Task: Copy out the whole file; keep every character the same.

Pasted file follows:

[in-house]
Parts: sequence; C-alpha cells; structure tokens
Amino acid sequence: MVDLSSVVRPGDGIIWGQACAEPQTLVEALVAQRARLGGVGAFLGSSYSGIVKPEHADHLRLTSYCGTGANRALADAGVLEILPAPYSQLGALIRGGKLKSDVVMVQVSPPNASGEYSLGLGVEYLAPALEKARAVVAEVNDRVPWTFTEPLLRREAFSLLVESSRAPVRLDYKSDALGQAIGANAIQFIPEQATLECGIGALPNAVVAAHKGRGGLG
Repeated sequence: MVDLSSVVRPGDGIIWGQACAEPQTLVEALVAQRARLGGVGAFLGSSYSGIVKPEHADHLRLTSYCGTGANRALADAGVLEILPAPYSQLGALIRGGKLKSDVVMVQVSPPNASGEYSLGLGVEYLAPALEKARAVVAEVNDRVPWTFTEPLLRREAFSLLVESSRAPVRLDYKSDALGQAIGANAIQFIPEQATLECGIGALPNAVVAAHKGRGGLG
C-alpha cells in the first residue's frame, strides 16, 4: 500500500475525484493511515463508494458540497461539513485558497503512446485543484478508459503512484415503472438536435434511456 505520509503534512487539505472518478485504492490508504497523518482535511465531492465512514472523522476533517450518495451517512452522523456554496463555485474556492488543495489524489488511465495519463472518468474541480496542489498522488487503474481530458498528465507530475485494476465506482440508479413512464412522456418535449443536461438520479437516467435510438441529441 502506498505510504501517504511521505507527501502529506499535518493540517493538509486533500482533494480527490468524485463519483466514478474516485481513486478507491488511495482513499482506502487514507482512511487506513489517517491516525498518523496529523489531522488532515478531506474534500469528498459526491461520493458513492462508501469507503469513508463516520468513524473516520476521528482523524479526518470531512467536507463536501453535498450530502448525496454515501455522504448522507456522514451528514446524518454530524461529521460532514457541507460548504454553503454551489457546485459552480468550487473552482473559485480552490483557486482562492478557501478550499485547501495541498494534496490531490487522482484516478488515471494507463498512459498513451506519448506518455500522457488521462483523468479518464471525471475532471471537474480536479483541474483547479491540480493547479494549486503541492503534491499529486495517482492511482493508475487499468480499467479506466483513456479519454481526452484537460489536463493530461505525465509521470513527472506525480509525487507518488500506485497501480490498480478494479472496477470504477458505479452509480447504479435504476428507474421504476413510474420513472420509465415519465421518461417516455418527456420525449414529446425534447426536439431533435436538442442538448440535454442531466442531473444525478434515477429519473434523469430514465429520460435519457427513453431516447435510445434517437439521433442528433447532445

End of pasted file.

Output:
[in-house]
Parts: sequence; C-alpha cells; structure tokens
Amino acid sequence: MVDLSSVVRPGDGIIWGQACAEPQTLVEALVAQRARLGGVGAFLGSSYSGIVKPEHADHLRLTSYCGTGANRALADAGVLEILPAPYSQLGALIRGGKLKSDVVMVQVSPPNASGEYSLGLGVEYLAPALEKARAVVAEVNDRVPWTFTEPLLRREAFSLLVESSRAPVRLDYKSDALGQAIGANAIQFIPEQATLECGIGALPNAVVAAHKGRGGLG
Repeated sequence: MVDLSSVVRPGDGIIWGQACAEPQTLVEALVAQRARLGGVGAFLGSSYSGIVKPEHADHLRLTSYCGTGANRALADAGVLEILPAPYSQLGALIRGGKLKSDVVMVQVSPPNASGEYSLGLGVEYLAPALEKARAVVAEVNDRVPWTFTEPLLRREAFSLLVESSRAPVRLDYKSDALGQAIGANAIQFIPEQATLECGIGALPNAVVAAHKGRGGLG
C-alpha cells in the first residue's frame, strides 16, 4: 500500500475525484493511515463508494458540497461539513485558497503512446485543484478508459503512484415503472438536435434511456 505520509503534512487539505472518478485504492490508504497523518482535511465531492465512514472523522476533517450518495451517512452522523456554496463555485474556492488543495489524489488511465495519463472518468474541480496542489498522488487503474481530458498528465507530475485494476465506482440508479413512464412522456418535449443536461438520479437516467435510438441529441 502506498505510504501517504511521505507527501502529506499535518493540517493538509486533500482533494480527490468524485463519483466514478474516485481513486478507491488511495482513499482506502487514507482512511487506513489517517491516525498518523496529523489531522488532515478531506474534500469528498459526491461520493458513492462508501469507503469513508463516520468513524473516520476521528482523524479526518470531512467536507463536501453535498450530502448525496454515501455522504448522507456522514451528514446524518454530524461529521460532514457541507460548504454553503454551489457546485459552480468550487473552482473559485480552490483557486482562492478557501478550499485547501495541498494534496490531490487522482484516478488515471494507463498512459498513451506519448506518455500522457488521462483523468479518464471525471475532471471537474480536479483541474483547479491540480493547479494549486503541492503534491499529486495517482492511482493508475487499468480499467479506466483513456479519454481526452484537460489536463493530461505525465509521470513527472506525480509525487507518488500506485497501480490498480478494479472496477470504477458505479452509480447504479435504476428507474421504476413510474420513472420509465415519465421518461417516455418527456420525449414529446425534447426536439431533435436538442442538448440535454442531466442531473444525478434515477429519473434523469430514465429520460435519457427513453431516447435510445434517437439521433442528433447532445